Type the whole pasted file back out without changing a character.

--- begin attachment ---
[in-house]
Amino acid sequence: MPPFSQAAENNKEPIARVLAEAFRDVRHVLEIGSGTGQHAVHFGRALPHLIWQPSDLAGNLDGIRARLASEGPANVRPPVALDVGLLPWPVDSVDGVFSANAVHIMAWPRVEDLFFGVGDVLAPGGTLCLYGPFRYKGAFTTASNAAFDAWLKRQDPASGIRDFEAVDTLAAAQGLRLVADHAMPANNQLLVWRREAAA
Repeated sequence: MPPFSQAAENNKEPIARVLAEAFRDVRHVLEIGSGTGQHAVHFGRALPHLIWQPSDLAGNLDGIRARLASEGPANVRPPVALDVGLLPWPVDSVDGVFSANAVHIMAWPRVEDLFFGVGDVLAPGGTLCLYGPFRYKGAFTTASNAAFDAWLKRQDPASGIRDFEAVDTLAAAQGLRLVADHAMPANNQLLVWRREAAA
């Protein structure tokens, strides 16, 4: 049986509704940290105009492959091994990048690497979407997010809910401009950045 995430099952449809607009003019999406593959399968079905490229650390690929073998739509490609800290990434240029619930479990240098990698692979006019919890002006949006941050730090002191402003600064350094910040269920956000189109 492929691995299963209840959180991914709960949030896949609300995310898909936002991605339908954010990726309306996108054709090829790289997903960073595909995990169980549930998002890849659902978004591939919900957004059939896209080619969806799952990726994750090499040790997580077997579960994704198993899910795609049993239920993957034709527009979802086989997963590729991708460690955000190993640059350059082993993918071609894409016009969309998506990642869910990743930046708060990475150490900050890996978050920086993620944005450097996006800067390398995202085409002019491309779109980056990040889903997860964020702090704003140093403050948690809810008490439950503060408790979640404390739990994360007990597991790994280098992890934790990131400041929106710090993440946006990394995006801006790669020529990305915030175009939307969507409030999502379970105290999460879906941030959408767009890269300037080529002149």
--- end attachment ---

[in-house]
Amino acid sequence: MPPFSQAAENNKEPIARVLAEAFRDVRHVLEIGSGTGQHAVHFGRALPHLIWQPSDLAGNLDGIRARLASEGPANVRPPVALDVGLLPWPVDSVDGVFSANAVHIMAWPRVEDLFFGVGDVLAPGGTLCLYGPFRYKGAFTTASNAAFDAWLKRQDPASGIRDFEAVDTLAAAQGLRLVADHAMPANNQLLVWRREAAA
Repeated sequence: MPPFSQAAENNKEPIARVLAEAFRDVRHVLEIGSGTGQHAVHFGRALPHLIWQPSDLAGNLDGIRARLASEGPANVRPPVALDVGLLPWPVDSVDGVFSANAVHIMAWPRVEDLFFGVGDVLAPGGTLCLYGPFRYKGAFTTASNAAFDAWLKRQDPASGIRDFEAVDTLAAAQGLRLVADHAMPANNQLLVWRREAAA
């Protein structure tokens, strides 16, 4: 049986509704940290105009492959091994990048690497979407997010809910401009950045 995430099952449809607009003019999406593959399968079905490229650390690929073998739509490609800290990434240029619930479990240098990698692979006019919890002006949006941050730090002191402003600064350094910040269920956000189109 492929691995299963209840959180991914709960949030896949609300995310898909936002991605339908954010990726309306996108054709090829790289997903960073595909995990169980549930998002890849659902978004591939919900957004059939896209080619969806799952990726994750090499040790997580077997579960994704198993899910795609049993239920993957034709527009979802086989997963590729991708460690955000190993640059350059082993993918071609894409016009969309998506990642869910990743930046708060990475150490900050890996978050920086993620944005450097996006800067390398995202085409002019491309779109980056990040889903997860964020702090704003140093403050948690809810008490439950503060408790979640404390739990994360007990597991790994280098992890934790990131400041929106710090993440946006990394995006801006790669020529990305915030175009939307969507409030999502379970105290999460879906941030959408767009890269300037080529002149």